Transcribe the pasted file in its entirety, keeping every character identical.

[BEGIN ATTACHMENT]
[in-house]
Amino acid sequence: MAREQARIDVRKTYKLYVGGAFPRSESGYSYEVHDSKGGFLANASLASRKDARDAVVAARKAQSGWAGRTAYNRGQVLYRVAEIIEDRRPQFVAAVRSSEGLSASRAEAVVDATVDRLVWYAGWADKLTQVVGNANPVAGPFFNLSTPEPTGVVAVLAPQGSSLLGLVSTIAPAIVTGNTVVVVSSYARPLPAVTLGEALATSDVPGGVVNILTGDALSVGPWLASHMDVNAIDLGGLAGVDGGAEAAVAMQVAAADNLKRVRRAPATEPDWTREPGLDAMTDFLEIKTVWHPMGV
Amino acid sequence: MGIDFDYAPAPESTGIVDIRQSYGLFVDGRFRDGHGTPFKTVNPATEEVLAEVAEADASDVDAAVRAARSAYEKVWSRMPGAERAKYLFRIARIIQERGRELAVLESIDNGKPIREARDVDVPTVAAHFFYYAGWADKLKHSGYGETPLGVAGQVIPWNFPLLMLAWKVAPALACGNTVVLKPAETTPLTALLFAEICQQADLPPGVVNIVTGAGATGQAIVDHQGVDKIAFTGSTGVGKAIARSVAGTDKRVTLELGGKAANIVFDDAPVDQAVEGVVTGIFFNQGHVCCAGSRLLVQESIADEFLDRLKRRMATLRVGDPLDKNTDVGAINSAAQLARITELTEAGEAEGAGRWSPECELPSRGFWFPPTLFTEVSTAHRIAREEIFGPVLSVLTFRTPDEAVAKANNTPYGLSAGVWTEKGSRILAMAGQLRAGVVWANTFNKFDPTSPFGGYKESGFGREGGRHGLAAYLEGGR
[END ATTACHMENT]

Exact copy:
[in-house]
Amino acid sequence: MAREQARIDVRKTYKLYVGGAFPRSESGYSYEVHDSKGGFLANASLASRKDARDAVVAARKAQSGWAGRTAYNRGQVLYRVAEIIEDRRPQFVAAVRSSEGLSASRAEAVVDATVDRLVWYAGWADKLTQVVGNANPVAGPFFNLSTPEPTGVVAVLAPQGSSLLGLVSTIAPAIVTGNTVVVVSSYARPLPAVTLGEALATSDVPGGVVNILTGDALSVGPWLASHMDVNAIDLGGLAGVDGGAEAAVAMQVAAADNLKRVRRAPATEPDWTREPGLDAMTDFLEIKTVWHPMGV
Amino acid sequence: MGIDFDYAPAPESTGIVDIRQSYGLFVDGRFRDGHGTPFKTVNPATEEVLAEVAEADASDVDAAVRAARSAYEKVWSRMPGAERAKYLFRIARIIQERGRELAVLESIDNGKPIREARDVDVPTVAAHFFYYAGWADKLKHSGYGETPLGVAGQVIPWNFPLLMLAWKVAPALACGNTVVLKPAETTPLTALLFAEICQQADLPPGVVNIVTGAGATGQAIVDHQGVDKIAFTGSTGVGKAIARSVAGTDKRVTLELGGKAANIVFDDAPVDQAVEGVVTGIFFNQGHVCCAGSRLLVQESIADEFLDRLKRRMATLRVGDPLDKNTDVGAINSAAQLARITELTEAGEAEGAGRWSPECELPSRGFWFPPTLFTEVSTAHRIAREEIFGPVLSVLTFRTPDEAVAKANNTPYGLSAGVWTEKGSRILAMAGQLRAGVVWANTFNKFDPTSPFGGYKESGFGREGGRHGLAAYLEGGR